Sizzla/On a High

When being asked about reggae music, I’m quick to say I dig it because it’s groovy and makes you want to move. The truth is I mostly base this on Bob Marley, the only reggae artist I’ve explored beyond just a song or two. Perhaps tellingly, I had not heard of Sizzla (born Miguel Orlando Collins), who according to Wikipedia is “one of the most commercially and critically successful contemporary reggae artists.” Well, if they say so. Sizzla was born and raised in Kingston, Jamaica. In 1995, he met Jamaican record producer Philip “Fatis” Burrell, who produced his debut album Burning Up that appeared in September of the same year. Sizzla is a prolific recording artist who has since released more than 50 additional albums, frequently several during the same year. On a High, written by Collins, is the title track of Sizzla’s new album. Feel free to groove along!

Sources: Wikipedia; Broadway World; Atwood Magazine; Apple Music; YouTube

Best of What’s New

A selection of newly released music that caught my attention

Another week came and flew by. I can’t believe we are already in June, and the official beginning of summer (June 20) is just two weeks away. As usual, Saturday means taking a look at newly released music. All featured songs are on albums that came out yesterday (June 4).

This collection leads with a pop rock band from down under that initially was formed in 1985, reemerged in December 2019, and is now out with their first new studio album in 11 years. There is also new music by a rock band from New Jersey and, no, it’s not Bon Jovi, as well as a singer-songwriter of Nigerian heritage and a psychedelic folk rock band, both based in Nashville.

Crowded House/Start of Something

New music by Crowded House came as a surprise to me, especially since I had associated Neil Finn with Fleetwood Mac. Of course, he officially joined the band together with former Heartbreakers guitarist Mike Campbell in April 2018 after the firing of Lindsey Buckingham. Finn and Campbell subsequently went on tour with the Mac for their extensive 2018-2019 tour of North America, Europe, Australia and New Zealand. Since the tour ended in November 2019, Fleetwood Mac have been in limbo. Mike Campbell went on to focus on his own band The Dirty Knobs and released their debut album in November 2020. And Finn decided to revive Crowded House, the Australian pop rock band he co-founded in Melbourne in 1985. After four studio albums the group broke up in June 1996. Following two reunions and two additional albums, Crowded House were on hiatus as of late 2016. In December 2019, Finn announced a new line-up that apart from him includes the band’s former producer Mitchell Froom (keyboards, guitar, backing vocals), original co-founder Nick Seymour (bass), as well as Finn’s sons Liam Finn (guitar, keyboards, backing vocals) and Elroy Finn (drums, guitar). Start of Something, co-written by Liam Finn and Neil Finn, is a track off Dreamers Are Waiting, Crowded House’s new album, their first since Intriguer from June 2010.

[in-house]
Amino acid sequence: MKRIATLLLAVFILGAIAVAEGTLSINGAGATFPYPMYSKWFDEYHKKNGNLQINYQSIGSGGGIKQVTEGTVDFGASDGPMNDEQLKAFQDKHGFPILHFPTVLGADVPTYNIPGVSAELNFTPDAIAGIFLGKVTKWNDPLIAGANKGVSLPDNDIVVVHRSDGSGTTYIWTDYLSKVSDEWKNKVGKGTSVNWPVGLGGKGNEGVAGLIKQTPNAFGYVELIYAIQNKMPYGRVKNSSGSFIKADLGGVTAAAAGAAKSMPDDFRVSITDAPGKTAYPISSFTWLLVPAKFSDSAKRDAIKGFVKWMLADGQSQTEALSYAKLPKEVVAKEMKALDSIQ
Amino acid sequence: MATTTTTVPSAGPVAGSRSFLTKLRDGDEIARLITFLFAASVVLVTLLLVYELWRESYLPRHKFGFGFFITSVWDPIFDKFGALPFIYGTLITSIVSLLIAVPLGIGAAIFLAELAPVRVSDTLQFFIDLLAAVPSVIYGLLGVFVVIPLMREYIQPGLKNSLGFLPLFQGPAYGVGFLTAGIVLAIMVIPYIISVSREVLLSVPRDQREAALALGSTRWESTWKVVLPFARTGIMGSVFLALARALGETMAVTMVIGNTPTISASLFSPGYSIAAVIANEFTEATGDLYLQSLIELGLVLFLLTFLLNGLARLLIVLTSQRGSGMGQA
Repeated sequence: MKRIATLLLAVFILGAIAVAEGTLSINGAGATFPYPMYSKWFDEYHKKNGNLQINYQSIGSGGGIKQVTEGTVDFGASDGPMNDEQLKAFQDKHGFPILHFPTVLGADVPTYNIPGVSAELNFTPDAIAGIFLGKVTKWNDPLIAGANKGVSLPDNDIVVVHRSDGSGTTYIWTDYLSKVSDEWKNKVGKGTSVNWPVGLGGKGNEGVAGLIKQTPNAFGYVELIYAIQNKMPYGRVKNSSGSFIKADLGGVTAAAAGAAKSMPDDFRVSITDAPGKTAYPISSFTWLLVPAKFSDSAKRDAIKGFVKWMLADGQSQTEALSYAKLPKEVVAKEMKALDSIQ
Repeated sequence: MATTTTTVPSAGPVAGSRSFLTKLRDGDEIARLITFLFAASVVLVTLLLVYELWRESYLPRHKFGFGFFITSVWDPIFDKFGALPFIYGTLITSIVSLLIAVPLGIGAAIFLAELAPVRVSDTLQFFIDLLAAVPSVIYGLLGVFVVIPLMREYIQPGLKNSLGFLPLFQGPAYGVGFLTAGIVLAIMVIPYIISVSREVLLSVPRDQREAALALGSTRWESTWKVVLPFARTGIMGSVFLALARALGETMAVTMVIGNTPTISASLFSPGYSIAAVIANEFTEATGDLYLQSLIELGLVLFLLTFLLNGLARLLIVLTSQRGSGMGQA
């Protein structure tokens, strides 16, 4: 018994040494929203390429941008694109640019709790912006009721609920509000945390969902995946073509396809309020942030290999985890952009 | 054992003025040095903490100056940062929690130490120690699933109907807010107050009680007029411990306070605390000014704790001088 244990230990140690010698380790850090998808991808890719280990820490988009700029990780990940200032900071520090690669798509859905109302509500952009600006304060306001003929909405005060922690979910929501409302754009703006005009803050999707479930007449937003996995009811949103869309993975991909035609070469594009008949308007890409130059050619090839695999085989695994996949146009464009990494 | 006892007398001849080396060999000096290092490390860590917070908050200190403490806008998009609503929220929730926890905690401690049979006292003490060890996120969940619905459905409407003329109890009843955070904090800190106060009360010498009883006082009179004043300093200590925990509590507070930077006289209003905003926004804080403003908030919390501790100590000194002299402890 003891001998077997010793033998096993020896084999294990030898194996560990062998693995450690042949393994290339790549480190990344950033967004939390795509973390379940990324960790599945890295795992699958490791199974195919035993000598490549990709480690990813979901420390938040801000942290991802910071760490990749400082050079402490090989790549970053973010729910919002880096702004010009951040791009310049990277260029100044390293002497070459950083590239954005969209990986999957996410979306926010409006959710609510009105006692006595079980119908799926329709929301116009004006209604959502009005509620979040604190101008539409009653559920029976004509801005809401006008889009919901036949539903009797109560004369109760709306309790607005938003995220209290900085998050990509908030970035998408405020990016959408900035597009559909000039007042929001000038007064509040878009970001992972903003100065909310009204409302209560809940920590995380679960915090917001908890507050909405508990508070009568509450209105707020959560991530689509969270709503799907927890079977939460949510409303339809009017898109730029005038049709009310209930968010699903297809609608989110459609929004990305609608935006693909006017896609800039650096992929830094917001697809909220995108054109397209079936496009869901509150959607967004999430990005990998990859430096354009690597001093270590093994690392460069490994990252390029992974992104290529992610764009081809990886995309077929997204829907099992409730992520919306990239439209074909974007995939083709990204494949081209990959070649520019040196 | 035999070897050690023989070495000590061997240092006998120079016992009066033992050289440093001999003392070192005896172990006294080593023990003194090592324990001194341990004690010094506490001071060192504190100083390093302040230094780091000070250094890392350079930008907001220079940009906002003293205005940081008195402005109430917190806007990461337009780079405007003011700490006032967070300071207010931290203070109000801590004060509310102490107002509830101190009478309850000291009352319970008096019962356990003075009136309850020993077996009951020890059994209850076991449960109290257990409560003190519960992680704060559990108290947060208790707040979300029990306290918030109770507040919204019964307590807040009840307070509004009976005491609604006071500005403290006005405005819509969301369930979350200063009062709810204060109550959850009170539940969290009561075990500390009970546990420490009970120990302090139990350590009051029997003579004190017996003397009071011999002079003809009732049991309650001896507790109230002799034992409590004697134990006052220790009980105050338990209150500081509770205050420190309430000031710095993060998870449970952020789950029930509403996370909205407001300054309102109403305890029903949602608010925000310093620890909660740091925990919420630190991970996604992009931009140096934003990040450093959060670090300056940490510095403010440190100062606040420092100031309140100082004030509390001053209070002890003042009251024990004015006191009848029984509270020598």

Latewaves/Enough Is Enough

Latewaves are a rock band from Asbury Park, N.J. According to their website, they were formed in 2016 and include Mike Pellegrino (guitars, vocals), Howie Cohen (bass, vocals) and Shawna Grabowski (drums). In August 2017, they released Face Down, the lead single of their debut EP Partied Out that appeared the following month. Latewaves describe their sound as “full of rage and attitude” and “full of explosive, guitar driven riffs.” Based on what I’ve heard thus far, I think that’s a fair characterization. I would also add their songs are relatively melodic. In that sense, they remind me a bit of Green Day. Here’s Enough Is Enough, a tune from their new and first full-length album Hell to Pay. The song is credited to all three members of the band.